Tuesday, January 18, 2011
The Furnace Creek campground was now sparsely populated. It was mid-week, and the weekend crowd was gone.
I awoke several times throughout the night. I can’t say it was bad sleep, but it was frequently interrupted. A glance at the sky told me what time it was.
The full moon was my clock that night. When I went to bed the moon was behind me — obscured by trees. I opened my eyes, and it was above me. I opened my eyes again, and it was to the west. Time is relative.
My alarm sounded — the campground was silent.
I’m always the first out of the campground each morning. I try to be quiet, but closing a car door, and starting the engine is unavoidable. I often drive through the campground with my lights off to be courteous.
The 17 mile drive to Badwater was now routine. It’s the same distance I drive to work each morning, but without the traffic.
I gathered my gear, and set out for my camera. I’m not sure what I would do in the days before GPS. Perhaps I would have to navigate based on a distant peak, tie a reflector to my tripod, and use a large flashlight. In any case, I’m glad I don’t have to worry about that. GPS is a wonderful thing.
My GPS indicated that the camera was within 100 feet, so I began sweeping the darkness with my headlamp. I saw a glimmer of metal 20 feet ahead of me. As I approached, it was like finding a long lost friend (who I abandoned overnight in the cold).
I placed my pack on the chair, and prepared for my morning photo.
The view to the south is very high contrast. It is a metering nightmare on slide film. I questioned my decision making the day before. Yesterday, I based my entire exposure on maintaining some degree of shadow detail in the mountains to the east. I feared my highlights were overexposed, and the photo was ruined.
In retrospect, now know that my first instinct was good — and the shot turned out just fine. I made all the right decisions — which is all I could ask for.
It is difficult to avoid such thinking with film. Without immediate feedback, I have no assurance that the exposure is accurate. It is simply a matter of trusting my own judgment — and hoping I did not make any mistakes. I will often re-meter a scene after taking a photo. This gives me peace of mind, and confirms I made a good decision.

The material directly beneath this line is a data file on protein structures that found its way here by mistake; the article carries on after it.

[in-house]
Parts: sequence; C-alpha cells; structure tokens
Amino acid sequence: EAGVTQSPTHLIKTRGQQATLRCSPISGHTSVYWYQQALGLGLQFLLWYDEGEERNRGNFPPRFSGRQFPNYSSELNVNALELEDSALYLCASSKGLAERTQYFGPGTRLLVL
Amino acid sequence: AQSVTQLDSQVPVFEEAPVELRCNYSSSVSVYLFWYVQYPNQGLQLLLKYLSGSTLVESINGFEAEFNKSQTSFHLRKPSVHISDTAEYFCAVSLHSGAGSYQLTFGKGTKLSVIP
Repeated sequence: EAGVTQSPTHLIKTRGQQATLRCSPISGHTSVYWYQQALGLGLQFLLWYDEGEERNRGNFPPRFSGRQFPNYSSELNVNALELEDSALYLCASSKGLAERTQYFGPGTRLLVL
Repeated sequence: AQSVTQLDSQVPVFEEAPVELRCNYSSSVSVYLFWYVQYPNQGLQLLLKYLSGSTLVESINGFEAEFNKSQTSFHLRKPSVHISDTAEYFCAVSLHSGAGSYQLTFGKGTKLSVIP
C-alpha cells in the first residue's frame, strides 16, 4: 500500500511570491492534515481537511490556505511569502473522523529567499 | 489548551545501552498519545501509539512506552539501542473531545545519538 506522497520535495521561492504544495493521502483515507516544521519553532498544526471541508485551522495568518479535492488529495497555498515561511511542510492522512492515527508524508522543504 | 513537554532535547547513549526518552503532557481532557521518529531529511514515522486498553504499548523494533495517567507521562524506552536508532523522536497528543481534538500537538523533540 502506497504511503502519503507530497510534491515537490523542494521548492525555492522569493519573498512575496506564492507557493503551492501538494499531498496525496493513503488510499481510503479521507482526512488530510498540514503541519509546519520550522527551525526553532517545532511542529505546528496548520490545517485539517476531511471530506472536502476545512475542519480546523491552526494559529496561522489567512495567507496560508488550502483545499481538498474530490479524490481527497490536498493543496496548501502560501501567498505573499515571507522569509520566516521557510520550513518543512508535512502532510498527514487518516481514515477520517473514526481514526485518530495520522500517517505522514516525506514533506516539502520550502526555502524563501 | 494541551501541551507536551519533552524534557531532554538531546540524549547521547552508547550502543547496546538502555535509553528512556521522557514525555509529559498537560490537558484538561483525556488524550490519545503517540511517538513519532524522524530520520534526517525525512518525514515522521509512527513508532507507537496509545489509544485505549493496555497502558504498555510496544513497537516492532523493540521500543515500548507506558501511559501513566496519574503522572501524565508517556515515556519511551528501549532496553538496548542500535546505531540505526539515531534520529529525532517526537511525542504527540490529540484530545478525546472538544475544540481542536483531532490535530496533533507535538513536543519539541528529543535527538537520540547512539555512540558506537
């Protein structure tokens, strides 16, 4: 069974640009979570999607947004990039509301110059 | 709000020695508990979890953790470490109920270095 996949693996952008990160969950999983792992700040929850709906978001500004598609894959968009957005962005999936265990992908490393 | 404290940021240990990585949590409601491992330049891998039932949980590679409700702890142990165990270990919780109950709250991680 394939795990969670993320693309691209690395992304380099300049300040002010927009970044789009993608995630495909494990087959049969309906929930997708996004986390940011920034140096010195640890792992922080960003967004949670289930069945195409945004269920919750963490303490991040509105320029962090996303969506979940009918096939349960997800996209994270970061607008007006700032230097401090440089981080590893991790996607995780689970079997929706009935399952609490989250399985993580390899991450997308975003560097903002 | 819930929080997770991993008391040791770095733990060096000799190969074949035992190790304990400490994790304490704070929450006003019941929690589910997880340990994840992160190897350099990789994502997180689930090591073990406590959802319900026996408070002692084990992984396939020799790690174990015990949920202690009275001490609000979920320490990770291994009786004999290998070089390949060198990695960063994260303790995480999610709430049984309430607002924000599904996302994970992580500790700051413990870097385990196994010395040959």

As you can see, my morning exposure is much darker. The color shifts toward purple, and the glow is much different than the sunset photo. My fear of overexposure led me to underexpose this photo. Sure, it’s interesting looking, but it’s not what I was going for.
I don’t recall how long the exposure was. If I had to venture a guess, I’d say 8 minutes.
Velvia 50 exhibits a color shift with long exposure. However, some of the color is rooted in reality. At that time of morning, the sky was blue/magenta, and the foreground was quite blue. This is enhanced and exaggerated by Velvia. I’m pretty sure the mountain on the left was metered at -3.5, so there is no shadow detail available.
This shot will never see the light of day, but that’s fine. It isn’t the photo that I envisioned from this location. The photo I captured on day 2 proved to be ideal.
Since Velvia 50 costs me $20 a click, I might as well show this photo on my blog. Writing about this exposure is a learning experience for me, and I’m sure the discussion will prove useful to others.
Based on this experience, I’ve leaned to trust my first instinct. I know the latitude of the film, and what it can handle. I can successfully push the boundaries, and walk away with a good shot.
* * *
I spent the afternoon scouting an area north of Badwater — near the trail head for Golden Canyon. Last year, I found some interesting mud textures there. I hoped to find something similar, but the conditions were not ideal. Maybe another year.
I returned to Badwater later that afternoon.
Much to my delight, the afternoon sky was filled with beautiful clouds. Although mid-day light is hardly photogenic, the vastness of Death Valley makes it somehow acceptable. This spirit of rule breaking extends beyond shooting times. Even compositional faux pas are acceptable in Death Valley.
While seeking a composition that showcased the clouds, reflections, submerged salt pads, and the distant mountains, I chose a centered horizon.
We are told not to use a center the horizon because it is “boring.” I prefer to use the word “calm.” A centered horizon provides a very calm feeling — and that is precisely what I felt when I made this exposure.
Rules are made to be broken, so long as we know why we are breaking them.
I watched as the clouds continued to form. I knew they would light up magnificently at sunset. Even with this knowledge, I decided not to shoot the sunset that evening. Instead, I aimed my camera north, and setup for a morning shot.
The sunset was beautiful — not as good as the sunset on Day 1, but it was a truly a treat for the senses. I stayed with my camera until night fall. On my hike back to my truck, I watched as the full moon rose from behind the mountains. There was no need for a headlamp that night.